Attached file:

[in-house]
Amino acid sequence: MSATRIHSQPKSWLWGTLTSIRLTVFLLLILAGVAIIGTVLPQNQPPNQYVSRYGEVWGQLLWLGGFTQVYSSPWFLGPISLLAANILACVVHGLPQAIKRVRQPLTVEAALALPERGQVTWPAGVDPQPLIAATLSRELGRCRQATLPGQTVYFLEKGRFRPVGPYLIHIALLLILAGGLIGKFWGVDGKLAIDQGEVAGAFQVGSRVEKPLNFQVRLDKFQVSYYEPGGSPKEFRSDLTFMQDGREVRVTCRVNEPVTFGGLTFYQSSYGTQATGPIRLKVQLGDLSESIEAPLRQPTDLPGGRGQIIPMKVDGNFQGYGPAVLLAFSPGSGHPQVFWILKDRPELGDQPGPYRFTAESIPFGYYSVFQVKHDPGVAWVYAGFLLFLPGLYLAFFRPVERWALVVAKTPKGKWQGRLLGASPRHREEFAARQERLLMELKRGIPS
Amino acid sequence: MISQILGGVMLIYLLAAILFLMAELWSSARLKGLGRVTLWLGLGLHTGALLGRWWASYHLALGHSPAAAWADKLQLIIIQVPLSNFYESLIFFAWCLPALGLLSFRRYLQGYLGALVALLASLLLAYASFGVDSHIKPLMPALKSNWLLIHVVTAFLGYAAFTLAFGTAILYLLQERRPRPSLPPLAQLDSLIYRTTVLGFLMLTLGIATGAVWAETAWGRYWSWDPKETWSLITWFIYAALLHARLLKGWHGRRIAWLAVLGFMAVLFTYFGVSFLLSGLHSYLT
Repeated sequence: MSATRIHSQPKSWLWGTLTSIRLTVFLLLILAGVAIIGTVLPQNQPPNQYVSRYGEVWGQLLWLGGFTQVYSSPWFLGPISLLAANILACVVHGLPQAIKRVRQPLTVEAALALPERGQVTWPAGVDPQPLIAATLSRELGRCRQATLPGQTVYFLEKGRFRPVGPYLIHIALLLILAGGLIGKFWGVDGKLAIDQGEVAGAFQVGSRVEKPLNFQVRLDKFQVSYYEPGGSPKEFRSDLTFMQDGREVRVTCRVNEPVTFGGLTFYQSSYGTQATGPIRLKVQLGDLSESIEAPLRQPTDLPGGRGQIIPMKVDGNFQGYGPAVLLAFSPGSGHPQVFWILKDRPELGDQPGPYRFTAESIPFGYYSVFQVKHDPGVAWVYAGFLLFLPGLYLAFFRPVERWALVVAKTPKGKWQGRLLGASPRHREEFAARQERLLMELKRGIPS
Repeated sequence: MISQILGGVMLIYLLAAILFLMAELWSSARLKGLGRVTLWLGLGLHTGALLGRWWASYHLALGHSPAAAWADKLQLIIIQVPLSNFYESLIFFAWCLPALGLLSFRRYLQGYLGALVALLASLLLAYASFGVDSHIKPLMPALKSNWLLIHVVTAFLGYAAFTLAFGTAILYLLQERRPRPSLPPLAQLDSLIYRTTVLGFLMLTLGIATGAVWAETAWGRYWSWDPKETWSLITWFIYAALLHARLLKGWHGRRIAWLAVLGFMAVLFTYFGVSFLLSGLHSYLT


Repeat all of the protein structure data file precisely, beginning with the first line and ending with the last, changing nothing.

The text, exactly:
[in-house]
Amino acid sequence: MSATRIHSQPKSWLWGTLTSIRLTVFLLLILAGVAIIGTVLPQNQPPNQYVSRYGEVWGQLLWLGGFTQVYSSPWFLGPISLLAANILACVVHGLPQAIKRVRQPLTVEAALALPERGQVTWPAGVDPQPLIAATLSRELGRCRQATLPGQTVYFLEKGRFRPVGPYLIHIALLLILAGGLIGKFWGVDGKLAIDQGEVAGAFQVGSRVEKPLNFQVRLDKFQVSYYEPGGSPKEFRSDLTFMQDGREVRVTCRVNEPVTFGGLTFYQSSYGTQATGPIRLKVQLGDLSESIEAPLRQPTDLPGGRGQIIPMKVDGNFQGYGPAVLLAFSPGSGHPQVFWILKDRPELGDQPGPYRFTAESIPFGYYSVFQVKHDPGVAWVYAGFLLFLPGLYLAFFRPVERWALVVAKTPKGKWQGRLLGASPRHREEFAARQERLLMELKRGIPS
Amino acid sequence: MISQILGGVMLIYLLAAILFLMAELWSSARLKGLGRVTLWLGLGLHTGALLGRWWASYHLALGHSPAAAWADKLQLIIIQVPLSNFYESLIFFAWCLPALGLLSFRRYLQGYLGALVALLASLLLAYASFGVDSHIKPLMPALKSNWLLIHVVTAFLGYAAFTLAFGTAILYLLQERRPRPSLPPLAQLDSLIYRTTVLGFLMLTLGIATGAVWAETAWGRYWSWDPKETWSLITWFIYAALLHARLLKGWHGRRIAWLAVLGFMAVLFTYFGVSFLLSGLHSYLT
Repeated sequence: MSATRIHSQPKSWLWGTLTSIRLTVFLLLILAGVAIIGTVLPQNQPPNQYVSRYGEVWGQLLWLGGFTQVYSSPWFLGPISLLAANILACVVHGLPQAIKRVRQPLTVEAALALPERGQVTWPAGVDPQPLIAATLSRELGRCRQATLPGQTVYFLEKGRFRPVGPYLIHIALLLILAGGLIGKFWGVDGKLAIDQGEVAGAFQVGSRVEKPLNFQVRLDKFQVSYYEPGGSPKEFRSDLTFMQDGREVRVTCRVNEPVTFGGLTFYQSSYGTQATGPIRLKVQLGDLSESIEAPLRQPTDLPGGRGQIIPMKVDGNFQGYGPAVLLAFSPGSGHPQVFWILKDRPELGDQPGPYRFTAESIPFGYYSVFQVKHDPGVAWVYAGFLLFLPGLYLAFFRPVERWALVVAKTPKGKWQGRLLGASPRHREEFAARQERLLMELKRGIPS
Repeated sequence: MISQILGGVMLIYLLAAILFLMAELWSSARLKGLGRVTLWLGLGLHTGALLGRWWASYHLALGHSPAAAWADKLQLIIIQVPLSNFYESLIFFAWCLPALGLLSFRRYLQGYLGALVALLASLLLAYASFGVDSHIKPLMPALKSNWLLIHVVTAFLGYAAFTLAFGTAILYLLQERRPRPSLPPLAQLDSLIYRTTVLGFLMLTLGIATGAVWAETAWGRYWSWDPKETWSLITWFIYAALLHARLLKGWHGRRIAWLAVLGFMAVLFTYFGVSFLLSGLHSYLT